Published June 16, 2011
My first encounter with child marriage occurred in 2003. I was working on a story about self-immolation in Afghanistan. I was stunned at what I discovered—no fewer than 10 girls and young women in Herat had inexplicably set themselves on fire. Each survivor gave a different reason as to why she would do such a thing. One 15-year-old broke her husband’s television set; another got in an argument with her in-laws after not making the tea hot enough. None of the reasons matched the intensity of their response. Worse, not all survived. I continued photographing this issue over a few more visits to Afghanistan. I listened carefully to the women’s stories and noticed a common denominator: They had all been married at very young ages, some as young as 9, and to much older men.
Photographing these young girls in agony and, in some cases, death made my heart ache. I wondered just how bad their lives had to be that they would prefer death in such a violent way. I also felt a responsibility as a journalist to look for the answers, especially if I was going to present these troubling images to the world.
A year later, I got a small grant from FiftyCrows, a foundation that supports documentary photography, to research the issue of child marriage. I went to a shelter in Herat where several girls shared their traumatic experiences with me. There, I met a young woman named Mejgon who told me how her drug-addicted father sold her into marriage when she was 11. She detailed her rape by her “husband” and how she was subsequently used and abused until she escaped, ultimately ending up in the shelter. She then said something I will never forget. She looked at me with tears in her eyes and spoke quietly, “In my whole life, I have never felt love.”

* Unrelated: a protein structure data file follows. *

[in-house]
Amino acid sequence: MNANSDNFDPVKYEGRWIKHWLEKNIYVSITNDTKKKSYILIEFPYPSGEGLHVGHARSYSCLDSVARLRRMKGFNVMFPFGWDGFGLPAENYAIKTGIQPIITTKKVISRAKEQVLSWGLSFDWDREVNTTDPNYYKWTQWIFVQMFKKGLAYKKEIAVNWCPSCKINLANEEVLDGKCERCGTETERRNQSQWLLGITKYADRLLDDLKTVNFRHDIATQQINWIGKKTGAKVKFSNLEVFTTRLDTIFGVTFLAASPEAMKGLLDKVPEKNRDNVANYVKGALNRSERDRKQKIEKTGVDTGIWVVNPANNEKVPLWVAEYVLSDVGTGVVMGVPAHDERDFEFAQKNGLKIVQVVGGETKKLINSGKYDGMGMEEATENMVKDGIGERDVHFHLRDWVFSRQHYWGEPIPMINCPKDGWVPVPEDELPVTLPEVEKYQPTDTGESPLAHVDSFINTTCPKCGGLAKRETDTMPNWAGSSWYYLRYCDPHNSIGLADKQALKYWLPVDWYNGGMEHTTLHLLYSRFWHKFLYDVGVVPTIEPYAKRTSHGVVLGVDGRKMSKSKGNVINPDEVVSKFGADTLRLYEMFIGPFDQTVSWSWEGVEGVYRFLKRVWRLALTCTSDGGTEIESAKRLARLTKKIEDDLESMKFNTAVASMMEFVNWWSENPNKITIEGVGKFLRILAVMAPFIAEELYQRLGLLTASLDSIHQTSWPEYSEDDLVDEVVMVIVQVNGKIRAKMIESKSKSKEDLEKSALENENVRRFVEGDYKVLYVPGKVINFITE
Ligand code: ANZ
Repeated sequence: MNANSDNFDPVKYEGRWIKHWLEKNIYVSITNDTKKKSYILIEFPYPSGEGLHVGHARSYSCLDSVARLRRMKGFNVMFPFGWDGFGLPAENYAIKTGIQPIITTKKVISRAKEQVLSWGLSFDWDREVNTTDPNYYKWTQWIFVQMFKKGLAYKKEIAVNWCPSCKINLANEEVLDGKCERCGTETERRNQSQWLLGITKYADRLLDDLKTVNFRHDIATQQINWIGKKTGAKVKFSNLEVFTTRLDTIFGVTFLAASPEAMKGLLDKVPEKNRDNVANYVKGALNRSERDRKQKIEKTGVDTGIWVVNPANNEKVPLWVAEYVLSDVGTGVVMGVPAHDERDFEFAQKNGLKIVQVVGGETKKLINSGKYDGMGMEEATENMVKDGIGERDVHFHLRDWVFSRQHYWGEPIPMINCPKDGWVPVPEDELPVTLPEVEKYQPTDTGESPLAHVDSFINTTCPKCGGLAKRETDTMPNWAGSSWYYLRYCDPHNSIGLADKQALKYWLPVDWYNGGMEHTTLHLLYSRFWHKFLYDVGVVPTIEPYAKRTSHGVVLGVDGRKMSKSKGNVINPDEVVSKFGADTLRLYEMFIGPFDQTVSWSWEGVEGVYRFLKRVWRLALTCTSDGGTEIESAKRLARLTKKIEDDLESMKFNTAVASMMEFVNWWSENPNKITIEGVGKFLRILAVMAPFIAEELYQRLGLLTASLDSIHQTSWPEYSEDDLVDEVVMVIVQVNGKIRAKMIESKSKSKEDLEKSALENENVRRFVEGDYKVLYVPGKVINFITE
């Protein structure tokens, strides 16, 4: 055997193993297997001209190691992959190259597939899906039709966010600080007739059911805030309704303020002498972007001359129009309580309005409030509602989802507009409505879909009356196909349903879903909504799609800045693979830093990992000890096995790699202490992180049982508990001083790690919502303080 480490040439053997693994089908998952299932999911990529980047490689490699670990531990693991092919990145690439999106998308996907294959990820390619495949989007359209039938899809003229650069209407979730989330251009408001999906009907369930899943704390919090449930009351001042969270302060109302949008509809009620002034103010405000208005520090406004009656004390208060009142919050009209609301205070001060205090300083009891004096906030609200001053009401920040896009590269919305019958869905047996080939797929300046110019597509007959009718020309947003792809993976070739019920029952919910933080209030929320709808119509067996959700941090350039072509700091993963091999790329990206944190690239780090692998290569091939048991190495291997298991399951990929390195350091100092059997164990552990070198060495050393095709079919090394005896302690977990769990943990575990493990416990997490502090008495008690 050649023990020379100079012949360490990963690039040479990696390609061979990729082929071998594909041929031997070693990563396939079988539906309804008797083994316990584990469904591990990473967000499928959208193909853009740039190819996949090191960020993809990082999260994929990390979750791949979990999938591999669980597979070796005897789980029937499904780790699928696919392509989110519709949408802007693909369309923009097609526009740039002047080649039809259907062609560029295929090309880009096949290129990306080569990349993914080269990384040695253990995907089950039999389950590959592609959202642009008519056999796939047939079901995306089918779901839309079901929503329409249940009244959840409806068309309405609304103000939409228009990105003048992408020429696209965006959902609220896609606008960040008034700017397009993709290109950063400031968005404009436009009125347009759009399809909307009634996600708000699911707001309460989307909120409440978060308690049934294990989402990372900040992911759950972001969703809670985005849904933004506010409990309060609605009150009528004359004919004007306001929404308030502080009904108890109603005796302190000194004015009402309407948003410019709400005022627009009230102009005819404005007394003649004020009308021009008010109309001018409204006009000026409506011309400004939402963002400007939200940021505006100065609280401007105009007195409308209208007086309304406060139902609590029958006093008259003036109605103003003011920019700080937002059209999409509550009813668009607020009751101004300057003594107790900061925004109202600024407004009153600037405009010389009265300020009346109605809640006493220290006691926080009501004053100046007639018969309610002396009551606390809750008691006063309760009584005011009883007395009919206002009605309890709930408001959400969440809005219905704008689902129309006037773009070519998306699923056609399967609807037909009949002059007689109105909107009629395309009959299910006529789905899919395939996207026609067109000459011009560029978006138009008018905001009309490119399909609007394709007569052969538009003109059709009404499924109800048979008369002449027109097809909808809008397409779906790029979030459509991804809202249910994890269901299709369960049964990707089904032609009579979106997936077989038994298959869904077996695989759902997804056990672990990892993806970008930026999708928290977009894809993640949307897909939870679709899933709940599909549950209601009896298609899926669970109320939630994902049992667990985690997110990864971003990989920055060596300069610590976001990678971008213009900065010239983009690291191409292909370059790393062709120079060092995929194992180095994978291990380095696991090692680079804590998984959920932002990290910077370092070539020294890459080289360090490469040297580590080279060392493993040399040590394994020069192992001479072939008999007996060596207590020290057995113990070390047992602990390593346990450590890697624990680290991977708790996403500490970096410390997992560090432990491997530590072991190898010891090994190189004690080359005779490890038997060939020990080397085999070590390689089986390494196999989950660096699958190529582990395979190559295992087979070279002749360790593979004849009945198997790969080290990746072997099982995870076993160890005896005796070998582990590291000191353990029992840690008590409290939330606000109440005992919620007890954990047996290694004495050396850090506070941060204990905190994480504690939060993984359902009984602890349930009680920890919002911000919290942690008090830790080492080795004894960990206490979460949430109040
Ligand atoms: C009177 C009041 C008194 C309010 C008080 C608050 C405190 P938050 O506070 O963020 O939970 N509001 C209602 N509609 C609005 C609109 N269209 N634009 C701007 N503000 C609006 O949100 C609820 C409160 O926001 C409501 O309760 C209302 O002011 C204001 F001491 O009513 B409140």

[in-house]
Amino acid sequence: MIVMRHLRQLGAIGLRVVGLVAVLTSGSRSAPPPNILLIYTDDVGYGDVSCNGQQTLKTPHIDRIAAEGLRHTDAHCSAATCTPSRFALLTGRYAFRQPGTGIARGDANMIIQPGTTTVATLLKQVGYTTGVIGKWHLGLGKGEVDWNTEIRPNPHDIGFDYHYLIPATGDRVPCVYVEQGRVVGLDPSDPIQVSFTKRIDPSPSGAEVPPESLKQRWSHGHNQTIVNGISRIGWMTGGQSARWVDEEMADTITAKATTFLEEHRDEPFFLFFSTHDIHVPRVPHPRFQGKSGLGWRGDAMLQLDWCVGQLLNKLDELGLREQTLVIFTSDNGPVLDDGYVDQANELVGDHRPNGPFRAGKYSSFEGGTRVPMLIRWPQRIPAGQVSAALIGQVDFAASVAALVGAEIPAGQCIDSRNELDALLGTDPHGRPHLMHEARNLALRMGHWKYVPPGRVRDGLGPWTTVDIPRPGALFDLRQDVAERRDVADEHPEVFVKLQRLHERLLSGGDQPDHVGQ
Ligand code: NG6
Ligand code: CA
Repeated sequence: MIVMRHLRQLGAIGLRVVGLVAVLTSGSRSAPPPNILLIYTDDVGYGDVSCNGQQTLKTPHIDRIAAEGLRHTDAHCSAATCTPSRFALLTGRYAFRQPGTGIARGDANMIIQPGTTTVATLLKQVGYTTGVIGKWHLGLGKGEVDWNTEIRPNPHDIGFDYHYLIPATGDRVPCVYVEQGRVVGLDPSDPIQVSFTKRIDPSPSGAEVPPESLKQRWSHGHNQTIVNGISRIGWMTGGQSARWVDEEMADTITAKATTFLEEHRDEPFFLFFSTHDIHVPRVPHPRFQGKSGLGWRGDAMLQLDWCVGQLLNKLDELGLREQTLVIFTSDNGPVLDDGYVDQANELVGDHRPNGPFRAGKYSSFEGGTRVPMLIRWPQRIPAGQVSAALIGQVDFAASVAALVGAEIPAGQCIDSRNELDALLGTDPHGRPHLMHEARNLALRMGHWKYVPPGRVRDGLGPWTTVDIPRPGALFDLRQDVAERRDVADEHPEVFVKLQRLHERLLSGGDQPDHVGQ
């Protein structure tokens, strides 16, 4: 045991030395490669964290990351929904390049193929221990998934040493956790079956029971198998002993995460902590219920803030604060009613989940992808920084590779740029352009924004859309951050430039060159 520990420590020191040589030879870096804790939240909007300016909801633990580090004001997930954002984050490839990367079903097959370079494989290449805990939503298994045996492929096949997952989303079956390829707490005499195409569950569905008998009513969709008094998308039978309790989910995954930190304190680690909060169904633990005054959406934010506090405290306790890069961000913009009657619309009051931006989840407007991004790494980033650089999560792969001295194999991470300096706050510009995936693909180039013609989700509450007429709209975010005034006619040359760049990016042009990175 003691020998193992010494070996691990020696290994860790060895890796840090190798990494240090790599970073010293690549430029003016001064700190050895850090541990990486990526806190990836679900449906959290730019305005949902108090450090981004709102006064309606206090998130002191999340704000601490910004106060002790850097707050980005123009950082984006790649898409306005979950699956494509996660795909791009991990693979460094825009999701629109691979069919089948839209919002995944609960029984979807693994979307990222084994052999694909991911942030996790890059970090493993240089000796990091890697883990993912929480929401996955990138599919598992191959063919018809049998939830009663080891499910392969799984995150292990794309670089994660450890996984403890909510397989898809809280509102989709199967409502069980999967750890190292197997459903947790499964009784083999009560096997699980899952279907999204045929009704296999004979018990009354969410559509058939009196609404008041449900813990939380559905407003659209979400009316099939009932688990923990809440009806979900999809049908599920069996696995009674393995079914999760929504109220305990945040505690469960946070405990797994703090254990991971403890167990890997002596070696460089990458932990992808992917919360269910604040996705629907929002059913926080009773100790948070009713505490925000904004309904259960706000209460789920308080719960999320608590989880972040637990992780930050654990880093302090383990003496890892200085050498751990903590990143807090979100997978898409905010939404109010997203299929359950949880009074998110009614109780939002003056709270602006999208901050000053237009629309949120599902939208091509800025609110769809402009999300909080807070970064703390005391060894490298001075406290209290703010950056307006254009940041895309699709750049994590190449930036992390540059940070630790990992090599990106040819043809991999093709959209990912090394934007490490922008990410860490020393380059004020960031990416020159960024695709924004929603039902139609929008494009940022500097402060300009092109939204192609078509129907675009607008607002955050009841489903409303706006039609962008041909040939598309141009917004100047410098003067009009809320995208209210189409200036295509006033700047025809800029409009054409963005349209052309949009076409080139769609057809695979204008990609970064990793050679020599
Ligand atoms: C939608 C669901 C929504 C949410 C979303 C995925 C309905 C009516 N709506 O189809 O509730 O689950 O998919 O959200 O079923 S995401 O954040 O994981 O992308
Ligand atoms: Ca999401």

It was at that moment that I fully dedicated myself to this issue. While I have covered many profound events as a photojournalist, I had never encountered anyone who felt so alone. I hugged her and made a silent vow to Mejgon and to the many millions of girls who were in her situation.
In subsequent years I traveled to Nepal, Ethiopia, India and Yemen researching and photographing this issue for several publications, most recently for National Geographic. In almost every situation, I wanted to take the girl, throw her over my shoulder and get her out of there. But I learned it is much more complicated than that. As foreigners, we are not in the position to make that kind of immediate decision for her. We are not family members; we do not know what repercussions she would face. And how do we choose which ones to rescue from among the 60 million girls currently trapped in these marriages? Where would we put them all? How would we pay for their living expenses and educate them?
These unanswered questions only further committed me to this project. My goal became making sure that these images could be as much of an influence as possible on people's understanding of the issue, its urgency and the need to work together within these communities for change.
In fact, every image in this project was created with the help of local people living within these societies. They also were done with the permission of the girls’ guardians, parents or husbands. One mother in Afghanistan, upset about the engagement of her 8-year-old, exclaimed to me, “We are selling our daughters because we don’t have enough food to feed the rest of our children!” These are the people who need our support both financially and politically so they can be further empowered to combat child marriage in their countries and villages. It is in their best interest—child marriage not only harms the young brides, but it also impedes the development of societies as a whole.
On a positive note, I am grateful to report that Debitu, the pregnant 14-year-old from Ethiopia, has safely delivered a beautiful baby girl. On a recent visit I learned she is finally divorced from the abusive husband she fled. However, she is still struggling and is eager for an education.
I hope people will hear the voices of these young girls, see these images and talk about what they have witnessed in this film. I believe those conversations will lead to actions on their behalf. There is a lot of work to be done on this issue, but change will come. It can be daunting, but it’s not impossible.
Stephanie Sinclair's images are featured in a story on child marriage in the June 2011 issue of National Geographic magazine.
How to help: National Geographic has compiled a list of organizations that encourage families to delay marriage and give girls an opportunity to reach their full potential.